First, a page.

Stunning Pergola Ideas + Tips for Your Home & Garden
Sunny Southern California gardens need some shade in order for residents to enjoy them. Shade is also part of a water-wise landscape strategy because it prevents water evaporation and decreases the need for irrigation. One of the most popular ways to shield a yard from excessive sunshine is to build a pergola.
Pergolas have vertical posts that typically support sturdy beams with gaps in between them (or metal with laser cut designs) to provide shade while allowing a bit of filtered sunlight to seep through without blocking breezes. They can be attached to buildings or built as freestanding structures and are typically intended to cover walkways and patios. Materials used to build pergolas vary between wood, metal and fiberglass, however, the pillars can be made of brick, stone or pavers.
Pergolas can be designed and adapted to fit into virtually any home design. The pergola ideas below showcase how some homeowners best used them to enhance their outdoor living areas.
Pergolas as Focal Points
If there is a particular area in the garden that you would like to emphasize, a pergola is a fantastic way to do it. The arch in the pergola above creates an illusion of grandeur while the foliage covering pergola blends it into the surroundings. Note that the columns on brick pedestals tie the structure into the existing hardscape. We also love the idea of attaching bench swings and a fan to the pergola as well to create an oasis in the garden.
A Source of Light
A pergola can add much-needed lighting to the area beneath it in the form of recessed lights, mount lights (pictured above) or even a chandelier since electrical wires can be hidden above or in between the beams. Also popular are strand lights that dangle between beams and around pergola posts.
A Trellis of Plants
Those who would like to blend the structure into surrounding foliage or perhaps add a pop of color above eye level may want to train vines to crawl up and over a pergola. This designer chose to dress her pergola with wisteria vines that bloom a stunning purple in the late spring or early summer. Some homeowners choose vines also to create a soothing ambiance as the leaves and branches rustle in breezes.
Water-wise gardeners in Southern California can also consider native vines like chaparral clematis and California honeysuckle as options for covering a pergola.
Forget plain old beams and jazz up the pergola “ceiling” with shapes that will then reflect ornate shadows on to the ground. These ornate pergolas often serve as focal points and constructed out of metal that has been laser cut. Yes, this style of pergola costs more but can dress up even the simplest of gardens.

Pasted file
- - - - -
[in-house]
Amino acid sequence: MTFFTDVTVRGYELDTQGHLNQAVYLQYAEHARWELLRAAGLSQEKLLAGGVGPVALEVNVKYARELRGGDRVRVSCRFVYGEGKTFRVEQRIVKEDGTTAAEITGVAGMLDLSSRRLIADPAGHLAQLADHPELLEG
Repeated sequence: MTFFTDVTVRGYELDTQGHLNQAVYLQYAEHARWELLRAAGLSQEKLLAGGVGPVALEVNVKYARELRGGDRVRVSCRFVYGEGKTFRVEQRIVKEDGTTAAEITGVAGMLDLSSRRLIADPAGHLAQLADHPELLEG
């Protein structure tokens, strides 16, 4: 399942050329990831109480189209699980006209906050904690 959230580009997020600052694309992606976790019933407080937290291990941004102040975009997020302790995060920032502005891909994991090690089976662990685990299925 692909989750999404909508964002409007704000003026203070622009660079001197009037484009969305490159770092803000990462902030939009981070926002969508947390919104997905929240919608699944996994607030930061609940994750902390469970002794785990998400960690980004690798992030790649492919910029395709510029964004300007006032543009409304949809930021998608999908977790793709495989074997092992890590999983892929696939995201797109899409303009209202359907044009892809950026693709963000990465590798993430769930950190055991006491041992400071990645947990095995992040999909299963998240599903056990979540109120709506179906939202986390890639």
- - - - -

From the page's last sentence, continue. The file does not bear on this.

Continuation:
This pergola ceiling was designed in the shape of a leaf with the intention of providing a calming aesthetic over a simple water-wise garden. The pergola runs the entire length of the yard.
Laser cut pergolas provide an opportunity for unique lighting as well. Apparently, the one above looks even more spectacular when light shines through the laser cuts at night.
Fabrics for Shade or Privacy
Fabric can be used in a variety of ways on a pergola. The homeowners above chose retractable fabric shades in lieu of traditional beams to protect their outdoor dining room from the sun. Fabric can just as easily be incorporated on the sides of a pergola reminiscent of a pool cabana, for example. Creating a fabric wall shields loungers from sun, creates privacy and also serves as a wind block.
Weather and stain resistant fabrics like Sunbrella are excellent choices. We have a guide for how to care for Sunbrella fabrics since they are so commonly used on cushions, umbrellas, curtains and other outdoor accents.
A pergola can be designed in virtually any color. Use it as an opportunity to add a new striking color (as the homeowner did above) or tie it into the home by matching accent colors found on trim, stone or nearby plants. The color you choose can also highlight the area as a focal point.
Pergolas do an excellent job of shading walkways. The homeowner above chose to cover a paver walkway to the front door with a gorgeous pergola using the same stone pillars that flank the home’s windows. The covered walkway also highlights the front door as a focal point and, at least the way this photo is shot, makes the space feel larger than it might be in real life.
Pergolas are also often featured in side yards to cover walkways, shade seating areas and provide filtered sunlight for plants.
How awesome is this aluminum pergola? The water is recirculated through hidden pipes to create this stunning rain arc which certainly adds extra interest to the spa area. Beautiful ivory travertine coping and large tiles as well as artificial grass surround the pool. The design does an excellent job of tying in the nearby pond and grassy areas.
Patio covers usually do not need a permit unless they are in the Coastal Zone. However, before installing a pergola check local CC&Rs, homeowner’s associations and permit requirements. Electrical outlets and hardwired lights will require permits, but will greatly improve the usability of the structure. It’s also a good idea to assess whether or not a pergola will impact a neighbor’s view.
Do you have a pergola? What role does it play in your yard?